ST. PETERSBURG — The Pier Aquarium's shark exhibits were open to visitors Wednesday morning, but the real show was right outside.
Two young men were showing off a 9-foot female bull shark they caught hours before at the Pier. The carcass was in the back of a small pickup truck, blood dripping onto the pavement. A small crowd snapped digital photos.
"It was either him or us," 19-year-old Joshua Lipert of St. Petersburg told an onlooker. "Look who lost."
His fishing buddy agreed. "It was a dogfight," said Robert Korkoske, 16, who helped reel in the shark.
Using 100-pound Dacron fishing line and stingrays for bait, they fought the animal for two hours from the northeastern end of the Pier before landing it about 6:15 a.m., they said.
They dragged it to a small beach on the western end.
A trophy kill, they called it.
"We like to cut the jaws out, hang them on the wall as a souvenir," said Korkoske, who said the pair have caught several sharks before.
Though the shark had not been put on ice and was outdoors for hours after the kill, Lipert said he would offer the meat to relatives. Taking it to a taxidermist was too expensive, he said.
Butch Ringelspaugh, curator of exhibits for the Pier Aquarium, estimated the shark weighed 350 to 500 pounds.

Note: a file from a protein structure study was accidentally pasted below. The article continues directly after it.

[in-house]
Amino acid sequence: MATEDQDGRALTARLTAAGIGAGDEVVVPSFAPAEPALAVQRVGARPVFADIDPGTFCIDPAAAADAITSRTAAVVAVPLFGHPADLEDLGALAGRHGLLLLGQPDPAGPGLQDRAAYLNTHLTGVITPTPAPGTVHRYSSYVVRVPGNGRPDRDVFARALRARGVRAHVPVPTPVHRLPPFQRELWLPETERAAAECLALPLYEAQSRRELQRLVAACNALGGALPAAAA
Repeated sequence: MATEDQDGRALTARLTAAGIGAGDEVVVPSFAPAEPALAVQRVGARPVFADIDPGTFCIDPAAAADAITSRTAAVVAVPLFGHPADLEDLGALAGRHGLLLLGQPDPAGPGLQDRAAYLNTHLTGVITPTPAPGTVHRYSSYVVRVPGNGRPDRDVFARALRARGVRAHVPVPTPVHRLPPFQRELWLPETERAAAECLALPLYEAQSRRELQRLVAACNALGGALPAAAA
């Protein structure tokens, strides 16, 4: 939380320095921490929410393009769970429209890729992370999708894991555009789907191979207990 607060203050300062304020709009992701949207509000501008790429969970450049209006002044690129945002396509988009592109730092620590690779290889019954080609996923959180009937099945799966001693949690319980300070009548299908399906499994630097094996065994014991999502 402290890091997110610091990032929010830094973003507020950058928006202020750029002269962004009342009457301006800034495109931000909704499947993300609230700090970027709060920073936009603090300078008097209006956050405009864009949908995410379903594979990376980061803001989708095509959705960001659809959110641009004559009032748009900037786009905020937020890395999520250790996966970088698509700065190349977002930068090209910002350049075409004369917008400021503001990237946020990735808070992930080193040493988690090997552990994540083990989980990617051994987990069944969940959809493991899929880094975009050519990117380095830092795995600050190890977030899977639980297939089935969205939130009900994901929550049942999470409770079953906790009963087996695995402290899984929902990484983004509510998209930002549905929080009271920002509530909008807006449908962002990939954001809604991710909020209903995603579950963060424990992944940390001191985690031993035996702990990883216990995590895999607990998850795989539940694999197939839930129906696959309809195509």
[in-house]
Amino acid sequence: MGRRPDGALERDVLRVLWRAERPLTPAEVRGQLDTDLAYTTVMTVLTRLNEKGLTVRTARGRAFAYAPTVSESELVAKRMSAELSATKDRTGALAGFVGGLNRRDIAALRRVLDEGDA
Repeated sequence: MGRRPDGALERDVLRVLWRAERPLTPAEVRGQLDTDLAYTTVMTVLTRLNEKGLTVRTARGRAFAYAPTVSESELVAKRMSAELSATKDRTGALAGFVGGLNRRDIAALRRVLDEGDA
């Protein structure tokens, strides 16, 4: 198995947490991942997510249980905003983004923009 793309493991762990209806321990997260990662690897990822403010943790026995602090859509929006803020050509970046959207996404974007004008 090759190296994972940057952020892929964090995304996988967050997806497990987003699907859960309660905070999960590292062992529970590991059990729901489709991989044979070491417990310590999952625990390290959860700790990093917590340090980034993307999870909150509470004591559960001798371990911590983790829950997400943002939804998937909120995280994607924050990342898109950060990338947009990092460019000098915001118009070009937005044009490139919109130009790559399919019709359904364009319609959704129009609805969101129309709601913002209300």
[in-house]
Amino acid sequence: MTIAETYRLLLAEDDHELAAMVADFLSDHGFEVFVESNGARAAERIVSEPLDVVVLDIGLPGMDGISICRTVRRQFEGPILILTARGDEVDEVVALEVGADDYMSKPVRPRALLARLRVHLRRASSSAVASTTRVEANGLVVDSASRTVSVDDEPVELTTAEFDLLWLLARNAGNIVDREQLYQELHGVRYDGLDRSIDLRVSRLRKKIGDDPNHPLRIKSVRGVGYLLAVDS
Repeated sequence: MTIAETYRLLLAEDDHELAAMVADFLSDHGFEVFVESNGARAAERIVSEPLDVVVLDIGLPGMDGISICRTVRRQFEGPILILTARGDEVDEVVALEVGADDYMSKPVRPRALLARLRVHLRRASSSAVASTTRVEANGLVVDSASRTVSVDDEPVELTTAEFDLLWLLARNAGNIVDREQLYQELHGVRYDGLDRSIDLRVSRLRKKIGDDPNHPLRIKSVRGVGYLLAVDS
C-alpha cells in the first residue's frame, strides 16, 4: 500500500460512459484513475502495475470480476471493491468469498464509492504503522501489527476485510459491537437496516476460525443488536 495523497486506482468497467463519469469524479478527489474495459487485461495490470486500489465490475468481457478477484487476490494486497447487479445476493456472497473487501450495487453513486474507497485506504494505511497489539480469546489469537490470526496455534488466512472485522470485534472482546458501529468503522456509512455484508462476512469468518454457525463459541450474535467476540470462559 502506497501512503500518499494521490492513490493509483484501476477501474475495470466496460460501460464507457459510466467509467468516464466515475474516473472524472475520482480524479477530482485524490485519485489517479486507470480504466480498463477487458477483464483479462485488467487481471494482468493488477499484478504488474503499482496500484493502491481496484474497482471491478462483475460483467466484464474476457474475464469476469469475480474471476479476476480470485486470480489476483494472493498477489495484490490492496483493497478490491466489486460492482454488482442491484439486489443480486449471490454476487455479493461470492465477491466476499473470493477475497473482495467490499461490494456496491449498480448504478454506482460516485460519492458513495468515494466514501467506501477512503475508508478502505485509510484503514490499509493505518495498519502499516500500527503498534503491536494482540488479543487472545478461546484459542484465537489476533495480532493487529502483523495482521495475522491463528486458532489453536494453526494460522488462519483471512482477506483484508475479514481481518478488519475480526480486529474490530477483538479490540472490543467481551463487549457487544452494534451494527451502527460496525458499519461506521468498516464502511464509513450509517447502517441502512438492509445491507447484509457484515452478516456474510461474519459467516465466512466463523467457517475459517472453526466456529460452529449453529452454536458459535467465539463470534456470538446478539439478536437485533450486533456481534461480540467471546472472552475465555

He wasn't surprised to find a shark that size swimming around the Pier. "This is bull shark territory out here."
Still, he noted the irony that the museum educates the public about the importance of protecting sharks. While bull sharks are not endangered, state law limits the catch to one a day. They are among the most dangerous sharks in the world, Ringelspaugh said.
The curator would have preferred it if Lipert had released the shark, which he estimated was 15 to 25 years old. At that age, a healthy female could be pregnant, Ringelspaugh said.
"The thing is, it takes a long time for them to reach sexual maturity, and by the time they do, very few of their young will make it to adulthood," he said. "Sharks as a whole are definitely down in numbers. Over 100 million sharks a year are killed by humans."
A controversy recently erupted over a 1,000-pound pregnant hammerhead shark killed in Port Charlotte by a fisherman who wanted to prove he'd broken the world record.
Brent Winner, an associate research scientist with the Florida Fish and Wildlife Commission, dropped by the Pier on Wednesday and took a blood sample of the shark to study for mercury. He turned down an offer to take the shark, but later offered his opinion on killing it: "It's his right to kill that fish. But you would hope that someone doesn't kill for trophy alone."
Based on weight, age and the plumpness of its belly, Winner believed the shark was pregnant with six or eight pups.
Onlookers were drawn to the spectacle in the parking lot.
Elijah Colbert, 9, of St. Petersburg was there to visit the aquarium. His mom, Dana Colbert, prodded him to get closer to the shark so she could snap a picture.
"Turn around, bend down," she prodded him.
He did as he was told, but never touched the shark.